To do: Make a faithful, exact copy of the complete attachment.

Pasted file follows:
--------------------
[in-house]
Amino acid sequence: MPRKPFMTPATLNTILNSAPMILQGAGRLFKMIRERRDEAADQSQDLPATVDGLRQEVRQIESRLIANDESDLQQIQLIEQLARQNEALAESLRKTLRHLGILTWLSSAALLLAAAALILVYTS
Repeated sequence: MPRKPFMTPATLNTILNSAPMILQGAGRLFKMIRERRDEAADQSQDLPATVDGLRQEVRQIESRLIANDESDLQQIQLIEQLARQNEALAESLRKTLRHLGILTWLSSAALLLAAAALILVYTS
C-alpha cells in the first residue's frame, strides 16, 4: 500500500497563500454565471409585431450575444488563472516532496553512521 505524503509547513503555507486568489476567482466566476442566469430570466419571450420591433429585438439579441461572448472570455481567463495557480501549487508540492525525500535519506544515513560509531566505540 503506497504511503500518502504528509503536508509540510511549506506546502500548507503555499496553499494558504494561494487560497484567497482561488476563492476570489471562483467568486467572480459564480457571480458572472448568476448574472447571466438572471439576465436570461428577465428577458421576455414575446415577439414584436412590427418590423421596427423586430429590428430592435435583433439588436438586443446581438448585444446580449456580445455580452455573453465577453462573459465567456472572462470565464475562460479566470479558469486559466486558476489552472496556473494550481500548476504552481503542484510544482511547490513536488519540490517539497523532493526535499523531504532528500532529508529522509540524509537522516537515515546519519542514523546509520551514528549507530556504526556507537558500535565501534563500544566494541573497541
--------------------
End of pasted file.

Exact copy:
[in-house]
Amino acid sequence: MPRKPFMTPATLNTILNSAPMILQGAGRLFKMIRERRDEAADQSQDLPATVDGLRQEVRQIESRLIANDESDLQQIQLIEQLARQNEALAESLRKTLRHLGILTWLSSAALLLAAAALILVYTS
Repeated sequence: MPRKPFMTPATLNTILNSAPMILQGAGRLFKMIRERRDEAADQSQDLPATVDGLRQEVRQIESRLIANDESDLQQIQLIEQLARQNEALAESLRKTLRHLGILTWLSSAALLLAAAALILVYTS
C-alpha cells in the first residue's frame, strides 16, 4: 500500500497563500454565471409585431450575444488563472516532496553512521 505524503509547513503555507486568489476567482466566476442566469430570466419571450420591433429585438439579441461572448472570455481567463495557480501549487508540492525525500535519506544515513560509531566505540 503506497504511503500518502504528509503536508509540510511549506506546502500548507503555499496553499494558504494561494487560497484567497482561488476563492476570489471562483467568486467572480459564480457571480458572472448568476448574472447571466438572471439576465436570461428577465428577458421576455414575446415577439414584436412590427418590423421596427423586430429590428430592435435583433439588436438586443446581438448585444446580449456580445455580452455573453465577453462573459465567456472572462470565464475562460479566470479558469486559466486558476489552472496556473494550481500548476504552481503542484510544482511547490513536488519540490517539497523532493526535499523531504532528500532529508529522509540524509537522516537515515546519519542514523546509520551514528549507530556504526556507537558500535565501534563500544566494541573497541